The Good Wife, Ep. 6.12: “The Debate” bites off more than it can chew

The Good Wife 612

The Good Wife, Season 6, Episode 12: “The Debate”
Written by Robert King and Michelle King
Directed by Brooke Kennedy
Airs Sundays at 9pm ET on CBS

The Good Wife’s innate whiteness has never been in question. Its creators are white, the vast majority of its unusually large principal cast is white, and its storylines almost invariably revolve around the perils and fortunes of a variety of very affluent white people, be they lawyers or clients. The series’ attempts to correct this even a little have been mostly woeful. Even in this sixth season, with the formation of Florrick Agos, came an in-series commitment to creating a more racially diverse workforce, with a special focus on Taye Diggs’ Dean Levine-Wilkins. Remember him? The series’ most – only, really – prominent black character has long been Mike Colter’s Lemond Bishop, the drug kingpin. (Not helping matters is the fact that the series’ only principal character of color, Kalinda, has long been its most ill-served.) While The Good Wife’s realpolitik approach to current affairs has always been one of its strong suits, the way in which it’s unable to put a character of color onscreen without making his or her race a plot point (unless they’re criminals or, occasionally, preachers) has long been an irritant. Most series ignore race altogether. The Good Wife has a different problem: its tendency to overexert itself trying to prove that it cares about race issues when it would probably be better off actually having a go at creating three-dimensional characters of color and keeping them around for any length of time.

“The Debate” is another of those theoretically laudable episodes in which racial issues come to the fore on The Good Wife. An ostentatious opening title announces that the episode was written and shot before the Michael Brown and Eric Garner grand jury decisions, seeming to immediately indicate that this is going to be a Very Special Good Wife. The trouble is that it isn’t.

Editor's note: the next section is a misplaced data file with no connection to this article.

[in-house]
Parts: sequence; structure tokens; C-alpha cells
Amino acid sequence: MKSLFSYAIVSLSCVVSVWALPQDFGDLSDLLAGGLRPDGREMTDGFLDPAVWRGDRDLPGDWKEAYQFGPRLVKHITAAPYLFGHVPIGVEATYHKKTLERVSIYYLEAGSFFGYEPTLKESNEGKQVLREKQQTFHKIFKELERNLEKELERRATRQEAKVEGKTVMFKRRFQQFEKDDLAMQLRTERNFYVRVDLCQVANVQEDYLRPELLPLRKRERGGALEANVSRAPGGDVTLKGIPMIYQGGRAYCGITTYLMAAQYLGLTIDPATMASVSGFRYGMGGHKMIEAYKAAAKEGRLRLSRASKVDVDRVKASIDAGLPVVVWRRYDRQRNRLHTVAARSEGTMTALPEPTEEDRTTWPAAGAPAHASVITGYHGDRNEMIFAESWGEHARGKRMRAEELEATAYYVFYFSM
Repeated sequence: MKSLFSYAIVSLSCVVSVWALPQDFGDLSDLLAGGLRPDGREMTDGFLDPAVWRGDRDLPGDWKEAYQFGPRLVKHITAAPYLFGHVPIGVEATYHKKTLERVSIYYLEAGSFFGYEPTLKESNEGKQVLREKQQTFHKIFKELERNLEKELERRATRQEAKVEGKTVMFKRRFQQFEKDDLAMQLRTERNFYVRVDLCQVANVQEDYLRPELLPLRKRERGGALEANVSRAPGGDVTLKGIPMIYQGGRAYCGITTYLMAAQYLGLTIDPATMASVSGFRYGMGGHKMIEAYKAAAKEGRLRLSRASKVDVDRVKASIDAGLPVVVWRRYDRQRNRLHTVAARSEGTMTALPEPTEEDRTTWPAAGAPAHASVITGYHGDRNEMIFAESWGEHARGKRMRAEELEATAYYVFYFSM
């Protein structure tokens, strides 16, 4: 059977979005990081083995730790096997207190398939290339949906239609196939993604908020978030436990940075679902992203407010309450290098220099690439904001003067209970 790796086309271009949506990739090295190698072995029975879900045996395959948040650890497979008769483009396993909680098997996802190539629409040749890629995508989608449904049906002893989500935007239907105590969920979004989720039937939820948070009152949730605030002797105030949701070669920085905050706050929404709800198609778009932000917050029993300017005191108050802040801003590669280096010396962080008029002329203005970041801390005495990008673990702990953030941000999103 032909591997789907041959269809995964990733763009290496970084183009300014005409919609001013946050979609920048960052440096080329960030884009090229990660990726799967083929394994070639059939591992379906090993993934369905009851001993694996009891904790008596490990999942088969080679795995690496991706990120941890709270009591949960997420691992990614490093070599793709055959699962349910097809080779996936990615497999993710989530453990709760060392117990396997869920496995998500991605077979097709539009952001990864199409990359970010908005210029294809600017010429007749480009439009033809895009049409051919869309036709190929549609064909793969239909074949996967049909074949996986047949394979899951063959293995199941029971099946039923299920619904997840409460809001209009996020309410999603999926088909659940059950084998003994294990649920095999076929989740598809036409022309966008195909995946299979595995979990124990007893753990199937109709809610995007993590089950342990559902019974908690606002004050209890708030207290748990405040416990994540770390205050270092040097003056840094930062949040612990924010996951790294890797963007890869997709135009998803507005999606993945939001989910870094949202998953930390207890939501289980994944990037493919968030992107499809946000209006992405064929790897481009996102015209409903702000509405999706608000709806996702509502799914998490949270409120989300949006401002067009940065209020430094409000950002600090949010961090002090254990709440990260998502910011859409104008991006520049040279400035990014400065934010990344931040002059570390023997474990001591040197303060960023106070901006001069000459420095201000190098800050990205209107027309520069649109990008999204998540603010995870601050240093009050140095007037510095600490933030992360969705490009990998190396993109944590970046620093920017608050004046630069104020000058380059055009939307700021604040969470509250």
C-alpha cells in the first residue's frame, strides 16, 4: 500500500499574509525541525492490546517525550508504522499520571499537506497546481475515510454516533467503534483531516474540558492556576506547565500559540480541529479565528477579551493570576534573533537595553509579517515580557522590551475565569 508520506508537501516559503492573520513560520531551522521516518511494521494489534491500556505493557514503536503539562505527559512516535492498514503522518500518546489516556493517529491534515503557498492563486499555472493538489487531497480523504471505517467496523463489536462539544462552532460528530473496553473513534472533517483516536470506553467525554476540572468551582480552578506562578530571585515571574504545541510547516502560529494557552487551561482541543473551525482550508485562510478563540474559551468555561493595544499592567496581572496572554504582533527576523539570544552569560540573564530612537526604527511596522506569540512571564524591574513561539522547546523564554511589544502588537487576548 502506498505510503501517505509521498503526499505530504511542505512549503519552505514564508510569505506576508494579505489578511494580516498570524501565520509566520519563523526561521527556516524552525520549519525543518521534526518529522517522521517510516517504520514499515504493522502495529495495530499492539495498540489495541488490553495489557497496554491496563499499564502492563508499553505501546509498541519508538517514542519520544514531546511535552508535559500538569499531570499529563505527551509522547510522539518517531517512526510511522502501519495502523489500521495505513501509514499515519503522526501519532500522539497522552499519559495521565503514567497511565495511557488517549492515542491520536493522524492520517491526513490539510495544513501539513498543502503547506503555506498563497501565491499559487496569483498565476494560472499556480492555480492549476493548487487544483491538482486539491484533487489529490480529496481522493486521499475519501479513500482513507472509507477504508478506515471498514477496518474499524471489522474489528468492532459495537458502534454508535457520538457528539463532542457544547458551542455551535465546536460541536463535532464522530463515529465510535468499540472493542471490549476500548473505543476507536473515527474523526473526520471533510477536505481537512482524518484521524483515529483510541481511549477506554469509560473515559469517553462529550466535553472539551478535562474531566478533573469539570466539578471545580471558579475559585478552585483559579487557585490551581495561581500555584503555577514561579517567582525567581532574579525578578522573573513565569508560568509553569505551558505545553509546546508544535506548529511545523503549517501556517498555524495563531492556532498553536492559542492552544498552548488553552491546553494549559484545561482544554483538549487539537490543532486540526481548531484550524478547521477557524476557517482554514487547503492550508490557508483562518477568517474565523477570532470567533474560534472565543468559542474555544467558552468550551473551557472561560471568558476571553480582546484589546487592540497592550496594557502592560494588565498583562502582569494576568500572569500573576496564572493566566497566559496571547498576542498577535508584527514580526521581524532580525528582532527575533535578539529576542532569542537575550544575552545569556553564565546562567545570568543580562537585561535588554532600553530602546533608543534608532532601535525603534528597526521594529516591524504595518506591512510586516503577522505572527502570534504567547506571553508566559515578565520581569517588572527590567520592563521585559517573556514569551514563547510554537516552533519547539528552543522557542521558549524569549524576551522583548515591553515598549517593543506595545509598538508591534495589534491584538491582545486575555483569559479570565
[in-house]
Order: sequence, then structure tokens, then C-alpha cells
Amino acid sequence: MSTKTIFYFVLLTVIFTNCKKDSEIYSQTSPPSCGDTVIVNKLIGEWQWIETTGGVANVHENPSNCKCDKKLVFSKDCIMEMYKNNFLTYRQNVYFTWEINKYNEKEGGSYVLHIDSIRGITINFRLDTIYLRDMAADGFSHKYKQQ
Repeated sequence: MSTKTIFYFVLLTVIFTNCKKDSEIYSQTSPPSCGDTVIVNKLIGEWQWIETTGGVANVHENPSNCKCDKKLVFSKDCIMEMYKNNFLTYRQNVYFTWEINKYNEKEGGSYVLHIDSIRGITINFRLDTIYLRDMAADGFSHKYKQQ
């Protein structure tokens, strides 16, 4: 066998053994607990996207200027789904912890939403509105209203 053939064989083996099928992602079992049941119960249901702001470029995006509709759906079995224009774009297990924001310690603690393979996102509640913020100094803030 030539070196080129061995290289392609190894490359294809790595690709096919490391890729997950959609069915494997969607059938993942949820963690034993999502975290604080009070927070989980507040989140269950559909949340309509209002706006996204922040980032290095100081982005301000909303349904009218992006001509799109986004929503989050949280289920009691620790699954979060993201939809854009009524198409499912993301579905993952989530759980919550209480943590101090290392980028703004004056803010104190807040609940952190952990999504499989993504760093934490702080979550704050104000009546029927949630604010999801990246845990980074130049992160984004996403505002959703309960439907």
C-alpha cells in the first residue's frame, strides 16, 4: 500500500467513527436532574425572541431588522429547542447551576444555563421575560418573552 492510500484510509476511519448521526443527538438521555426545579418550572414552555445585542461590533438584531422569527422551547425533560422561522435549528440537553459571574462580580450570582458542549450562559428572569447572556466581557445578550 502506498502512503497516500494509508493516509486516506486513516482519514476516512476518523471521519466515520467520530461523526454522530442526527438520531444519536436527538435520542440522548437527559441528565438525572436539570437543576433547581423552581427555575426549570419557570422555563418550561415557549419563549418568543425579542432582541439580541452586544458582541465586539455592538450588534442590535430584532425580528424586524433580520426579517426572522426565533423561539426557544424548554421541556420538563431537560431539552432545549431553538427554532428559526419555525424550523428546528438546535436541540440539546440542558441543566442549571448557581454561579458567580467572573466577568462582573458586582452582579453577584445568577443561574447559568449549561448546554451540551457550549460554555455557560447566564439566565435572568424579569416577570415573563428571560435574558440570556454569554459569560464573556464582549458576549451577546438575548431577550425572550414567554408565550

After the opening moments, in which a very Eric Garner-esque cell phone video depicts the death of an unarmed black man at the hands of two police officers in Chicago, we resume our regularly scheduled plot, with Alicia minutes away from debating Prady on television. The debate itself is very much de rigeur Good Wife, milking the comic potential of all kinds of minutiae, from the bit of duct tape on the podium that Alicia can’t stop picking at, to the red-and-blue curtains behind her that make her appear totally indecisive, to Chris Matthews’ ludicrous moderation style. (He even cannily predicts the conundrum of this episode: “Talk to us about race relations in Chicago, Mrs. Florrick. You’ve got 45 seconds.”)

Once the debate’s live feed is cut to head to the site of the Chicago protests (with Eli warning that the situation could go “full Ferguson,” in an awkward reminder that The Good Wife insists on pretending it takes place in our universe while also aping and repurposing its events), Alicia and Prady reconvene in the kitchen, where they decide to have their own, moderation-free debate to see if they actually disagree on anything – and this is where things get really weird.

It’s impossible to separate “The Debate” from the fact that it’s credited to Robert and Michelle King, who are not only the series’ creators, but the writers most prone to metacommentary and sometimes even autocritique. So when Alicia and Prady begin to come at each other on race issues, only to be interrupted by a black onlooker who heckles them for being a pair of white people droning on about the hypothetical actions, opinions and fates of black people, it’s with the further knowledge that this comes to us courtesy of a different pair of opinionated white people. This is further complicated by what we know of the Kings: they’re exceptionally playful writers who like to toy with the limitations of form and structure, as well as find unique avenues for social commentary that would never occur to other TV writers.